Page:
GUANGZHOU, China/SHANGHAI (Reuters) - Volkswagen AG (VOWG_p.DE), the top foreign automaker in China, said on Thursday it expects the world’s biggest passenger car market to stabilize next year with low growth levels likely for three to four years.
Hit by a slowing economy, the U.S.-China trade war and chaotic implementation of new emission rules, China’s vehicle sales are expected to slide some 8% this year after a 2.8% fall last year to 28.1 million - the first decline since the 1990s.
“Next year we predict a stable total market environment, maybe moderate small growth,” VW Group China CEO Stephan Woellenstein told Reuters at the Guangzhou autoshow.
“China might grow at a relatively low pace until around 2023 and 2024, until we come back to the level of 2017. Then we would also see a continuation of growth,” he added.
Volkswagen has been one of the strongest performing automakers in China this year, having launched eight locally produced SUVs since the last quarter of 2018.
Its China vehicle sales jumped 6.7% in October. They are down 1.8% for the year to date but that is far better than a 12% decline in industry-wide China passenger car sales over the same period.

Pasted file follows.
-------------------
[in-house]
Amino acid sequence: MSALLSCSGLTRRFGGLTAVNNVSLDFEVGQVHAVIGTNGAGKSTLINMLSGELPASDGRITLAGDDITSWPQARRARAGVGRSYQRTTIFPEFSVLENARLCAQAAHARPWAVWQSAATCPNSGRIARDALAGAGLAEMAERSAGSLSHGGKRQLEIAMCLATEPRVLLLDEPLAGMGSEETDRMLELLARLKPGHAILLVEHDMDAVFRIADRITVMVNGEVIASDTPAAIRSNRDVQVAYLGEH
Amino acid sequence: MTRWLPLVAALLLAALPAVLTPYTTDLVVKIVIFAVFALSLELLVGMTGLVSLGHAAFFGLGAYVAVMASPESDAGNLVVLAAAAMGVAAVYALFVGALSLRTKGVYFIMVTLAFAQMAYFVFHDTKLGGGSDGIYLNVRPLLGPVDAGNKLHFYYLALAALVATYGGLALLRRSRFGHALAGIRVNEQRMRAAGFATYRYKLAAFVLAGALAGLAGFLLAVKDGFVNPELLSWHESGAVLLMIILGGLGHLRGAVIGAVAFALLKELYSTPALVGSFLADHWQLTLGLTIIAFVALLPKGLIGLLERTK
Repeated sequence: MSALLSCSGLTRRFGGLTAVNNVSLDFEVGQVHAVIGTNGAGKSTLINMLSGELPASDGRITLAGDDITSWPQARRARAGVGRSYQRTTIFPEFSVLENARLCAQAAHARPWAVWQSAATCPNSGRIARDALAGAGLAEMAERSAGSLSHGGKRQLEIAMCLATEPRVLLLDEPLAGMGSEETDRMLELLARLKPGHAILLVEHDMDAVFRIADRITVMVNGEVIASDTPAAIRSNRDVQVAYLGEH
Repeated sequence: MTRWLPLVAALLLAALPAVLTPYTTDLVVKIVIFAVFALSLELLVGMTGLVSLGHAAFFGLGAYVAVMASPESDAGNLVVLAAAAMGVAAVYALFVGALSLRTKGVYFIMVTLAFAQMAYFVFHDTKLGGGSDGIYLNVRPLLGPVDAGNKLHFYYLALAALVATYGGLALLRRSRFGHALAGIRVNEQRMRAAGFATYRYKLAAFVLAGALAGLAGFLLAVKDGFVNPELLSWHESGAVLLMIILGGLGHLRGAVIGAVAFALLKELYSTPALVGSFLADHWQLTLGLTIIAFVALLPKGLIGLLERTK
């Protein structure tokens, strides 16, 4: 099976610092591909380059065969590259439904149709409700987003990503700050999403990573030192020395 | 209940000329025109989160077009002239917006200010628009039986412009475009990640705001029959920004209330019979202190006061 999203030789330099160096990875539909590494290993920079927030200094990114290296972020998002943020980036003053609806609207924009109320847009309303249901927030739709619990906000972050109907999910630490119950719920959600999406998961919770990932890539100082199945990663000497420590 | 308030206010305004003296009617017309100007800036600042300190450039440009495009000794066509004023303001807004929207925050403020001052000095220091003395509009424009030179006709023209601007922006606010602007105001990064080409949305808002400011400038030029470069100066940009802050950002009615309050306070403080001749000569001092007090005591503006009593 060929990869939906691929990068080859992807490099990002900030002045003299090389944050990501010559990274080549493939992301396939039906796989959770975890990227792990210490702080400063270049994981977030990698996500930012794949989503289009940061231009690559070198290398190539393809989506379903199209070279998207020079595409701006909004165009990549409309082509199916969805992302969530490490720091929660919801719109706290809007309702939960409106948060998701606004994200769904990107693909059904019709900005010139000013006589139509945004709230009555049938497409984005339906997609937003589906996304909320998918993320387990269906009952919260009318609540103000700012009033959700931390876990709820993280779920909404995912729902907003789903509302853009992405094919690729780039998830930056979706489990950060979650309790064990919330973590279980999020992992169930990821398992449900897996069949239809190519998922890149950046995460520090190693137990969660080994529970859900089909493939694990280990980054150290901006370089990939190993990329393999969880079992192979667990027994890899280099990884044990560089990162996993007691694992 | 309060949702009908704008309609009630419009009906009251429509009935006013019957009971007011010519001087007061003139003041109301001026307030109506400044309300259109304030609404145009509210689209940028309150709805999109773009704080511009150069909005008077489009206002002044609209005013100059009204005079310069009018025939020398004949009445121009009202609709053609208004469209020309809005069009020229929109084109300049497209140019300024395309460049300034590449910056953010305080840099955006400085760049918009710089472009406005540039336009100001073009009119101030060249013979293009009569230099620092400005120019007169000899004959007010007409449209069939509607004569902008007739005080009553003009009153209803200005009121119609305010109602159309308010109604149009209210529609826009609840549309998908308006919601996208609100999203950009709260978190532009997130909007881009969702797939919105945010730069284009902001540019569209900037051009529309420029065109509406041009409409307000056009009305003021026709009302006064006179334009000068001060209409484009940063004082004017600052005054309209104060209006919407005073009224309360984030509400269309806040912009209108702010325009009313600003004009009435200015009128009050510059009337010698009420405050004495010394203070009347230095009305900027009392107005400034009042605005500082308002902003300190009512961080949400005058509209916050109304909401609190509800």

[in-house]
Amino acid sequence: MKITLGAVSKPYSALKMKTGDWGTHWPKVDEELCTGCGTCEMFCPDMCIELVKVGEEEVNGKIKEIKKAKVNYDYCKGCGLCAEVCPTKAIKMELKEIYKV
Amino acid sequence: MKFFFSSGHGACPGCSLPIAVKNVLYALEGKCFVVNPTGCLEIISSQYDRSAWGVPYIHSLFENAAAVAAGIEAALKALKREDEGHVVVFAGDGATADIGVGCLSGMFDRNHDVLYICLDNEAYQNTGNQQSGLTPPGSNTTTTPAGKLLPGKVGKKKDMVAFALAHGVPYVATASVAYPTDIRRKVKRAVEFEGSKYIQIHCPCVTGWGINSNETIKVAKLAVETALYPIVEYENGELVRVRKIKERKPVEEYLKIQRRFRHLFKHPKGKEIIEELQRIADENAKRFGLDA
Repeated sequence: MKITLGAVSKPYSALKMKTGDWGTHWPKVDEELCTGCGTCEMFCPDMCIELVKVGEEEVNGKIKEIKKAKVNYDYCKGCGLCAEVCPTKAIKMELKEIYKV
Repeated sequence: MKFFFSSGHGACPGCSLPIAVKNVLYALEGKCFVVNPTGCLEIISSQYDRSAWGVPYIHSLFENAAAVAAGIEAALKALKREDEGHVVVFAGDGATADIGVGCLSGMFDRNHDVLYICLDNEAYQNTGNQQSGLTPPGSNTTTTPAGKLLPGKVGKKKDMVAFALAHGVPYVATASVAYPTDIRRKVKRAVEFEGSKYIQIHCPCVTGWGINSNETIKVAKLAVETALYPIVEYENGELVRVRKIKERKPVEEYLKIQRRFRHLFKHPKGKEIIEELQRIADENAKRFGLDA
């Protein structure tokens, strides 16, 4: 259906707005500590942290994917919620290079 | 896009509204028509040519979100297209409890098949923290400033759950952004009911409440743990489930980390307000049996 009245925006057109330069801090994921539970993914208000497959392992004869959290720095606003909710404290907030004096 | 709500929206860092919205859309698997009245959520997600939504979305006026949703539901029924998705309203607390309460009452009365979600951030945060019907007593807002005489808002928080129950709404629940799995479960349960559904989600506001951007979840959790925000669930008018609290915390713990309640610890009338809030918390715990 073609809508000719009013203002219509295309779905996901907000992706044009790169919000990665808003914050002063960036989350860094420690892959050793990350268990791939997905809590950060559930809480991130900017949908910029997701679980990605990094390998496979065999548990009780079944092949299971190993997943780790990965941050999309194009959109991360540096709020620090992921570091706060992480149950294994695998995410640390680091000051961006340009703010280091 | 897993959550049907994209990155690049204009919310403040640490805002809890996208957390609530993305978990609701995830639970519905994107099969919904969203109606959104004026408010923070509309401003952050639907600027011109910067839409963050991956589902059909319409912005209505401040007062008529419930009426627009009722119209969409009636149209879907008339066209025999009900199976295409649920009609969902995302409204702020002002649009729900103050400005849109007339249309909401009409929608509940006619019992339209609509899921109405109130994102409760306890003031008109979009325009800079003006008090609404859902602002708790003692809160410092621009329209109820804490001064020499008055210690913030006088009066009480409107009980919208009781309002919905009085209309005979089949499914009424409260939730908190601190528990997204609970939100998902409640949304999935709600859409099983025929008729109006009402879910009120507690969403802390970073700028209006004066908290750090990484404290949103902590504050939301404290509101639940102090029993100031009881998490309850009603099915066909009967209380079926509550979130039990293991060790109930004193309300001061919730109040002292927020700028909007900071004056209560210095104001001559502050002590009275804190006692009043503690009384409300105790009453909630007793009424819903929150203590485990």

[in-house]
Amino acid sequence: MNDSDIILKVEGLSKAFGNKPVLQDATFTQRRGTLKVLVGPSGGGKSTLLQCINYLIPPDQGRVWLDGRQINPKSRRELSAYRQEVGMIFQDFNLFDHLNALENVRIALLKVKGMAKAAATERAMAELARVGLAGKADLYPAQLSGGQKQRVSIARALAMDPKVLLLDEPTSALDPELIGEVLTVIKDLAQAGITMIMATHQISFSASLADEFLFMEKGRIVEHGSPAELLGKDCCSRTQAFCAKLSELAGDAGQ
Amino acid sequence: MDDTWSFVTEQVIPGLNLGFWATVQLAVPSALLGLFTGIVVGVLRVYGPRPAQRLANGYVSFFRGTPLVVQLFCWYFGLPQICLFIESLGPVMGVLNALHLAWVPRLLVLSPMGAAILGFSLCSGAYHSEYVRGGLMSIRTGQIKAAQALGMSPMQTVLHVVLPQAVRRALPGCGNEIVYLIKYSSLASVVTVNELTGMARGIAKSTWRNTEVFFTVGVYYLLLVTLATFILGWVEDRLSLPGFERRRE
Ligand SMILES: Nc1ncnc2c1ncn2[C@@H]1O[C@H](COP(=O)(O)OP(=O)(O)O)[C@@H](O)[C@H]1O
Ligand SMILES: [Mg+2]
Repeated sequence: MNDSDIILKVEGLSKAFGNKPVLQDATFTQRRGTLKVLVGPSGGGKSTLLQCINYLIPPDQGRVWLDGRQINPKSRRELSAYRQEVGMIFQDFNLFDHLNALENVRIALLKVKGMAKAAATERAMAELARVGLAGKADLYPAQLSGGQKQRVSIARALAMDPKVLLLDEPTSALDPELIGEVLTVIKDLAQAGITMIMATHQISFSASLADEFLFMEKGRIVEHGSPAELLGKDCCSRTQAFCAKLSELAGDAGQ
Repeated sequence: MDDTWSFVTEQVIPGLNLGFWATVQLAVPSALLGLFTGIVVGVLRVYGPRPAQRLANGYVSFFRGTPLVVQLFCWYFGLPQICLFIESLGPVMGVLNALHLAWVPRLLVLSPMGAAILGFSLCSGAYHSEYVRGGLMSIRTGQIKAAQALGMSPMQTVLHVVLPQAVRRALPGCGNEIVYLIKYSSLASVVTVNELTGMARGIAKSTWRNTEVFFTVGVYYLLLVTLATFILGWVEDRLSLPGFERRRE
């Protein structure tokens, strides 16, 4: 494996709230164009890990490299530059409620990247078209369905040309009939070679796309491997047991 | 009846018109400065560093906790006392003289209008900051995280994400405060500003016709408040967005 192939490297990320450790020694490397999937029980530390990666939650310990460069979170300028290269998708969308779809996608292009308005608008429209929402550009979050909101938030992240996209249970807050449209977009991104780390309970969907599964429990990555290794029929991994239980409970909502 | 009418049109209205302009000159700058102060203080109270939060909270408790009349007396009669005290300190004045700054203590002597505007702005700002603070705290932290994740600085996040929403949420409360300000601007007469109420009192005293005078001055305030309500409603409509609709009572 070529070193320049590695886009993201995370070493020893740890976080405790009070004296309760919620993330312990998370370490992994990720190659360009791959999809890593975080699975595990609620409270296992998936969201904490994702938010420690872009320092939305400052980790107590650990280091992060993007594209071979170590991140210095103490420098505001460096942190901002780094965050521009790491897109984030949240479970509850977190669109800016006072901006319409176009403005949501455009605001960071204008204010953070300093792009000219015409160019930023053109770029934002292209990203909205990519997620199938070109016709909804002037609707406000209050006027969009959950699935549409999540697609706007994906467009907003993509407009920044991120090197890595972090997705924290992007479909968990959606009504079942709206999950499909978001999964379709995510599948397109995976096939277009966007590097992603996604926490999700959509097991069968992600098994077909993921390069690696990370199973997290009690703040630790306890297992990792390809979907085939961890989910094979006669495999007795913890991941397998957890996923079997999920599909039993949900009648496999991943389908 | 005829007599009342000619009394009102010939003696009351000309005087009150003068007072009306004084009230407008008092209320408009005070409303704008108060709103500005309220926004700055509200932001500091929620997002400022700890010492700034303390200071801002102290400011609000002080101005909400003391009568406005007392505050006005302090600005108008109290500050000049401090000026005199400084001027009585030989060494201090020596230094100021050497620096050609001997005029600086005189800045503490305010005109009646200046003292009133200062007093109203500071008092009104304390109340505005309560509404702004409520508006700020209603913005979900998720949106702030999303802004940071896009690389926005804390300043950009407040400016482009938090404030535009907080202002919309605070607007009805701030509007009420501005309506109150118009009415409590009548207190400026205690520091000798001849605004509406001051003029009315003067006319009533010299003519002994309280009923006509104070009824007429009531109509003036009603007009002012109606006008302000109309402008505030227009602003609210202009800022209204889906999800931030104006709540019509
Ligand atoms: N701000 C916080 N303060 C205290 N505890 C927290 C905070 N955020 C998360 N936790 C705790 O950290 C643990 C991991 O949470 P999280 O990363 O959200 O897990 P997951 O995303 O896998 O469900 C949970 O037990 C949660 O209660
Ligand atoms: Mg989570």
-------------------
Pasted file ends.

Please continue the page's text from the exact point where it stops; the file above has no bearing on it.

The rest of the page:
The automaker has made China a key battleground as it pushes ahead with electrification, pouring in billions of dollars in product development.
It expects to sell around 500,000 new energy vehicles per year in China by 2023, many of which will be part of it new ID. family of battery electric cars.
“We strongly believe ID. family electric vehicles will be new mass market cars for Volkswagen in China,” Woellenstein said.
Two years ago, it unveiled a plan to sell 1.5 million new-energy vehicles, which also include plug-in hybrid cars, per year in China by 2025.
To that end, it has built a new $2.5 billion electric vehicle plant with partner SAIC Motor (600104.SS) that will have annual output capacity of 300,000 cars and which started trial production this month. It is also revamping manufacturing facilities in Foshan with partner FAW Group [SASACJ.UL] to build electric cars.
VW plans to invest over 4 billion euro in China next year, in line with spending this year.
As China rolls back EV subsidies, Woellenstein said the government needed to encourage the sector in other ways, such as not restricting EV purchases in crowded mega cities and offering EV owners in big cities more driving days than those permitted for gasoline cars.
Reporting by Yilei Sun and Brenda Goh; Editing by Edwina Gibbs